Respondent's unsupervised power to expend public funds, coupled with his maintenance of private accounts at many of the same establishments at which he made county purchases, reveals the potential for abuse. The record indicates that the respondent did in fact succumb to this temptation on a number of occasions.[2] The fact that this potential for abuse exists presents a matter of interest to *418 the public, quite apart from the specific allegations of misconduct contained in the newspaper article forming the basis for this action. The public quite naturally has a legitimate and continuing interest in how local tax revenues are spent by those county employees vested with power to utilize the public purse.

The substantial body of law which has developed since New York Times is consistent with our determination here. The New York Times rule clearly applies to appointed as well as elected officials. See Time, Inc. v. Pape, 401 U.S. 279, 290, 28 L. Ed. 2d 45, 91 S. Ct. 633 (1971). This court has declared a port district commissioner to be a "public official" in this context, Chase v. Daily Record, Inc., 83 Wn.2d 37, 515 P.2d 154 (1973), and has indicated under certain circumstances police officers may be as well. Tilton v. Cowles Publishing Co., 76 Wn.2d 707, 459 P.2d 8 (1969). The United States Supreme Court has indicated the doctrine applies to the clerk of a state court, Beckley Newspapers Corp. v. Hanks, 389 U.S. 81, 19 L. Ed. 2d 248, 88 S. Ct. 197 (1967). Courts of other jurisdictions have held the term applicable to a school principal, Reaves v. Foster, 200 So. 2d 453 (Miss. 1967); Kapiloff v. Dunn, 27 Md. App. 514, 343 A.2d 251 (1975); school teachers, Basarich v. Rodeghero, 24 Ill. App.3d 889, 321 N.E.2d 739 (1974); the auditor for a public water works, Kruteck v. Schimmel, 27 App. Div.2d 837, 278 N.Y.S.2d 25 (1967); a justice of the peace and his clerk, Ross v. News-Journal Co., 228 A.2d 531 (Del. 1967); police officers, Coursey v. Greater Niles Township Publishing Corp., 40 Ill. 2d 257, 239 N.E.2d 837 (1968); a city-paid investigator, Bishop v. Wometco Enterprises, Inc., 235 So. 2d 759 (Fla. Ct. App. 1970); a private nursing home licensed by the state, Doctors Convalescent Center, Inc. v. East Shore Newspapers, Inc., 104 Ill. App.2d 271, 244 N.E.2d 373 (1968); the manager of a community center, Brown v. Kitterman, 443 S.W.2d 146 (Mo. 1969); the supervisor of a branch post office, Silbowitz v. Lepper, 32 App. Div.2d 520, 299 N.Y.S.2d 564 (1969); the chief x-ray *419 technician of a county hospital, Fopay v. Noveroske, 31 Ill. App.3d 182, 334 N.E.2d 79 (1975); a secretary hired by a public works director, Grzelak v. Calumet Publishing Co., 543 F.2d 579 (7th Cir.1975); a social worker, Press, Inc. v. Verran, 569 S.W.2d 435 (Tenn. 1978). See Annot., 19 A.L.R.3d 1361 (1968). Cf. Foster v. Laredo Newspapers, Inc., 541 S.W.2d 809 (Tex. 1976), in which the Texas Supreme Court held a civil engineer employed on a part-time basis by a county was not a "public official," noting he could not authorize expenditure of public funds, had no direct contact with the public, did not supervise other employees, and worked under the direct supervision of others.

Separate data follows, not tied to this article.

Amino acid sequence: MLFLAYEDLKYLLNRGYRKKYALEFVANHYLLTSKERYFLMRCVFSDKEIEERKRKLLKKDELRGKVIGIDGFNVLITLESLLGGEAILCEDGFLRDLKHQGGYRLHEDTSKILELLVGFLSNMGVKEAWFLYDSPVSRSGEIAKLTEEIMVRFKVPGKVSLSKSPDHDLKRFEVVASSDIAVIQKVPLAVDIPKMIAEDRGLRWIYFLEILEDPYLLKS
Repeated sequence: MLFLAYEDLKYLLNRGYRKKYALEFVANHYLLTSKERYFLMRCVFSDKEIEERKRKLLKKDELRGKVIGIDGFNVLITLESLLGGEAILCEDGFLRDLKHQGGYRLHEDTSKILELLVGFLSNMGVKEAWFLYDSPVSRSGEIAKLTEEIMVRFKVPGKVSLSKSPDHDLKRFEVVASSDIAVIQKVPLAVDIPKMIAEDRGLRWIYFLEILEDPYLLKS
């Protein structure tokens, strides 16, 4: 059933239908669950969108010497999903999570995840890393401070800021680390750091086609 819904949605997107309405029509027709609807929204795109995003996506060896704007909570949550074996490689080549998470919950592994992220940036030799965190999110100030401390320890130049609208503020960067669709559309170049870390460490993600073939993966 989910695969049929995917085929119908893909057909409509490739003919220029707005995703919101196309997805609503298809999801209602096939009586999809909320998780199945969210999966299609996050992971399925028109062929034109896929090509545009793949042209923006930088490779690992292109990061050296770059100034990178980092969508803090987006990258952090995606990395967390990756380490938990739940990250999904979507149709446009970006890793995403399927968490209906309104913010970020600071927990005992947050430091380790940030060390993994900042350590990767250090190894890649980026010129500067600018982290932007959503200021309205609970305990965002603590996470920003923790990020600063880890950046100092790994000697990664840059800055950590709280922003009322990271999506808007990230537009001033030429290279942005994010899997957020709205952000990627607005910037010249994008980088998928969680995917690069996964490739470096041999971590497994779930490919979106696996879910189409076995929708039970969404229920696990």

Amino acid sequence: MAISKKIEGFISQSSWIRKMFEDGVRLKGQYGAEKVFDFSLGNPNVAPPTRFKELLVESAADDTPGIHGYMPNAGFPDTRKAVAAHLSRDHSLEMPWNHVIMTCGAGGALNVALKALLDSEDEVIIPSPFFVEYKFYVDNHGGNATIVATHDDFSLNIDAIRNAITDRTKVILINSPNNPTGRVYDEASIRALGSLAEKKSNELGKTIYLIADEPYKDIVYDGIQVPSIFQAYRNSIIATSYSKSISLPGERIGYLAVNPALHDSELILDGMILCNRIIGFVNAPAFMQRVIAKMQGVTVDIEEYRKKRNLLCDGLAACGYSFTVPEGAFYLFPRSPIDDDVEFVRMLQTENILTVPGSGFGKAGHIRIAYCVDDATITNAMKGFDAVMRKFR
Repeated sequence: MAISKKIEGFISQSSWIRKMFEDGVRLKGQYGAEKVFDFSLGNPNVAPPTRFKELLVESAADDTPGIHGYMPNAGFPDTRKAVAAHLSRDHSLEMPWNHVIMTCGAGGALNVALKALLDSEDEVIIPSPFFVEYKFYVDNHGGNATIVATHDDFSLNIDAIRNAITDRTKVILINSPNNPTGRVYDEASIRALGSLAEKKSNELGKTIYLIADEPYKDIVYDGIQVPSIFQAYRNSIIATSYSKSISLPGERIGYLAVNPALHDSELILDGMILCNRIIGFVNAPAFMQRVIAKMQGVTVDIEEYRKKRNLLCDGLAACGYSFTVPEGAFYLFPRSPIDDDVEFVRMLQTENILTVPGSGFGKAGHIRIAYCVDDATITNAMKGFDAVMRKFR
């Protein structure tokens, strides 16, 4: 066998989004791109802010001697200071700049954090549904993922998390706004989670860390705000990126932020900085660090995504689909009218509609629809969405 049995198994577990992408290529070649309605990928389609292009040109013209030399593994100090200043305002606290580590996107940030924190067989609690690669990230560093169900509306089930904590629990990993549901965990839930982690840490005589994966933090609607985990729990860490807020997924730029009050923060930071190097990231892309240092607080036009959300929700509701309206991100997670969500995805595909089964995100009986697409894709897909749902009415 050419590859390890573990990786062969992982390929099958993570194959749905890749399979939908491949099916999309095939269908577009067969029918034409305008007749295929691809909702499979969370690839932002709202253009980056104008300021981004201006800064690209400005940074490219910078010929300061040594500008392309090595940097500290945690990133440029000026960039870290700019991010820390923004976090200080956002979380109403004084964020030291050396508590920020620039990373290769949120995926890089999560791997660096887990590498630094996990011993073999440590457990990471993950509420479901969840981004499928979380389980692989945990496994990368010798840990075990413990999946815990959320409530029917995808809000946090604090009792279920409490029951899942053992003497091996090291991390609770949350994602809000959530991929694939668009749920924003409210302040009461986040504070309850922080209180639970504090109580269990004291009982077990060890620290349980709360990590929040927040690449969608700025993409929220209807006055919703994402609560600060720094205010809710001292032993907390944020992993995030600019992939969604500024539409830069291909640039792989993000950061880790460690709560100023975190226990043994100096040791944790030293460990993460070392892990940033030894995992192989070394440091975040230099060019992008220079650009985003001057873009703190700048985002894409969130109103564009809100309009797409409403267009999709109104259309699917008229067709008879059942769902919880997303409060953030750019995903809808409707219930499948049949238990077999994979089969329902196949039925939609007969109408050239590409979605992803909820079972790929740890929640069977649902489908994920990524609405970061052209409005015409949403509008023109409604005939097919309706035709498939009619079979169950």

Having determined that the respondent is a public official for purposes of the instant suit, we need not reach the remaining issues presented to us for review.

The judgment of the trial court is reversed and the cause is remanded to the court. The plaintiff has not carried its burden of proof under the rule announced here. However, because it is unclear whether the plaintiff was on notice as to his burden in this case prior to presenting testimony, the cause is remanded to the trial court for retrial or other proceedings to be heard under the "actual malice" standard.


There was a time when a defamation was generally avenged by resort to the duel, formal or informal, a recourse which was never favored by society, which offered the civil libel action as a more sober substitute. That men would risk death, as well as inflict it, to preserve their honor indicates something of the intensity of feeling with which a person's good name is regarded. While today the law provides a remedy to a person defamed, that remedy is severely restricted where he is a public official or a public figure.